It is by accident that Francisco el Penitente finds Caridad. While horseback riding in the Sangre de Cristo mountains, he and two companions follow traces of an old fire, bones, and jackrabbit pelts to a cave. This is where Caridad has spent the last year watching the sun rise and thinking about the Woman-on-the wall. The men try to force Caridad from the cave, but they cannot lift her, even together. Francisco prays over her, then proclaims that moving her is not the Lord’s will. Rumors of “the woman hermit” with “out-of-the-ordinary abilities” spread, with each tale of her magic becoming more miraculous than the last. Pilgrims begin to visit Caridad’s cave, ruining her view of the morning sun and breaking her trance. Doña Felicia decides to climb the mountain and collect Caridad, but before she arrives, Caridad descends, finds her truck, and resumes her trip from the year before. She doesn’t have any money to pay for a ticket to the mineral baths in Ojo Caliente, so she trades an animal pelt she made, “a flawless deer skin,” for a series of visits. 

In the changing room, a surprised attendant tells Caridad that she remembers her from Chimayo the year before. The woman has straight teeth and shiny black hair, just like the Woman-on-the-wall. She tells Caridad that when she saw her in Chimayo, she thought she was one of her cousins. Caridad confirms that it was her in Chimayo and starts to cry. She had finally found the Woman-on-the-wall, the object of her love and obsession, and she is nothing more than an ordinary woman.

Chapter 5

Francisco el Penitente has gone by many names: Frank at school, el Franky at home, Paco to his godmother, and Chico in Vietnam. All of the “Spanish boys” were called Chico in his platoon, just as the Navajo soldier was “Chief,” whether they liked it or not. He wasn't called Francisco el Penitente until his thirties, when he became a santero.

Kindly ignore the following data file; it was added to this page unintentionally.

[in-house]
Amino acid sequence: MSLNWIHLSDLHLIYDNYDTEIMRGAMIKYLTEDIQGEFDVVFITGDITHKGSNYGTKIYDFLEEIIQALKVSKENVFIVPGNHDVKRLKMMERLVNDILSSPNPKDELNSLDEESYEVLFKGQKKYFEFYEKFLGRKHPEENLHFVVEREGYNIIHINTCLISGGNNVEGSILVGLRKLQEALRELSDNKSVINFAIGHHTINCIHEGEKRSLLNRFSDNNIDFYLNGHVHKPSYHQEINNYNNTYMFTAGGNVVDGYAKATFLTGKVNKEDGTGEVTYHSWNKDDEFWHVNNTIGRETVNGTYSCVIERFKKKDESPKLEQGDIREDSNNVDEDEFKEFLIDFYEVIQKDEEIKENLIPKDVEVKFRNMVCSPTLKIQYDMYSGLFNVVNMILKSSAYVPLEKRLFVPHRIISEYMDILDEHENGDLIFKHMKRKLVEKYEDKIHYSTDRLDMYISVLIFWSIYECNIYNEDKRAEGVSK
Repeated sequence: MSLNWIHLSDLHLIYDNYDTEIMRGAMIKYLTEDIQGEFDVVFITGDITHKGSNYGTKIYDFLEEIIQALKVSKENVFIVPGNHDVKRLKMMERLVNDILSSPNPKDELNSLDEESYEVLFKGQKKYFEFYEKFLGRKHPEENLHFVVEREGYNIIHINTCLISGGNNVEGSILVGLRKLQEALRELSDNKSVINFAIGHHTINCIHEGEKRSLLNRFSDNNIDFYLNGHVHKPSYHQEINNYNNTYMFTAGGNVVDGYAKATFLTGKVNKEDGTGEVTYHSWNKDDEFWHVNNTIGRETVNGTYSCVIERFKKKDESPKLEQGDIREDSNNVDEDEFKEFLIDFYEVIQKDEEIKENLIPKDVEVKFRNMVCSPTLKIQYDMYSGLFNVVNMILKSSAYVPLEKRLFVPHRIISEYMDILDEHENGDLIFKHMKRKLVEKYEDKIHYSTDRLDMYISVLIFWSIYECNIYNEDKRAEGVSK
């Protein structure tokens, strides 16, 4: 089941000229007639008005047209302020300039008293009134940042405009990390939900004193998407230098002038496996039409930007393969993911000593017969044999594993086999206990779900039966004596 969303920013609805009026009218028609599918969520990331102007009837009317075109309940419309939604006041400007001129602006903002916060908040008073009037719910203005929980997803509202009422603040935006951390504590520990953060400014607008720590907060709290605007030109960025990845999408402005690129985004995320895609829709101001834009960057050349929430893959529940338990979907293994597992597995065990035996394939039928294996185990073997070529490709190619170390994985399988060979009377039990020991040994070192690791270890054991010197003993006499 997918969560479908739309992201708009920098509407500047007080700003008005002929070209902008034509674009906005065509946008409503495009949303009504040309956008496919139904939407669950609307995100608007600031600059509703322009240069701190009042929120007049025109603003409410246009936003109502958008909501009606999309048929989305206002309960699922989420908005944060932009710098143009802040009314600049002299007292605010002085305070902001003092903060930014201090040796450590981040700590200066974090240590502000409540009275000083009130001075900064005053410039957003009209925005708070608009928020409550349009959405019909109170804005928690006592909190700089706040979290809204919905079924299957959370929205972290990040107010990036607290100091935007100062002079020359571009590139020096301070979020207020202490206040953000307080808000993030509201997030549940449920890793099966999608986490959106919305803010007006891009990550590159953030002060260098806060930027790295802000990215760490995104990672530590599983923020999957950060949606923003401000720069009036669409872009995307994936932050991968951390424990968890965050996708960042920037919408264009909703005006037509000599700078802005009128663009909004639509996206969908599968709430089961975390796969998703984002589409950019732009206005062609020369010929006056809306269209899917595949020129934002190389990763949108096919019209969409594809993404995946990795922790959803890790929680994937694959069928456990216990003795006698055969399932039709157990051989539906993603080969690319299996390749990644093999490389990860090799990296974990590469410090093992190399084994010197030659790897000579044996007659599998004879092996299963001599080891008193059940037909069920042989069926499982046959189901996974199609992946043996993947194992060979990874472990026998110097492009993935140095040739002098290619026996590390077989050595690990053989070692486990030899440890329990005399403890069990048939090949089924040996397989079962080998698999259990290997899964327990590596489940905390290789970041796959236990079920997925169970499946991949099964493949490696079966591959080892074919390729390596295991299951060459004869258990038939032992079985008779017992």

He has always looked for “signs that pointed to a special fate,” though he has at times been forced to settle for somewhat adulterated examples of divine guidance. As the seventh son in his family, but not the well-fated seventh son of a seventh son, Francisco chooses to follow his seventh-born uncle Pedro’s spiritual vocation rather than his first-born father’s agricultural one. Pedro is a santero, a man who creates holy icons by interpreting a saint’s wishes into earthly objects.

Francisco was lovingly raised in Tome by his godmother, doña Felicia, who took him in after his mother died of smallpox. He grew up helping doña Felicia administer remedios to stricken neighbors and cares deeply for the old woman, but it is his mother who has become “more akin to a celestial entity” than a “former human being” in his mind. He believes that she is watching over her children to ensure they complete the tasks she bore them to do.

After the war, Francisco met a girl who persuaded him to enroll in college, but he lost interest in his studies once his girlfriend lost interest in him. The Army trained him as a mechanic, work he still does sometimes to get by, but his tour in Vietnam left him unable to concentrate or maintain a steady job. After leaving a college course in philosophy one day, he asked his uncle to train him to carve tree branches into images of the saints, called bultos. He soon produced the first bulto of his own: Saint Francis of Assisi, his namesake. He comes to believe that this work is his calling.

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Chapters 2–3

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Chapters 6–8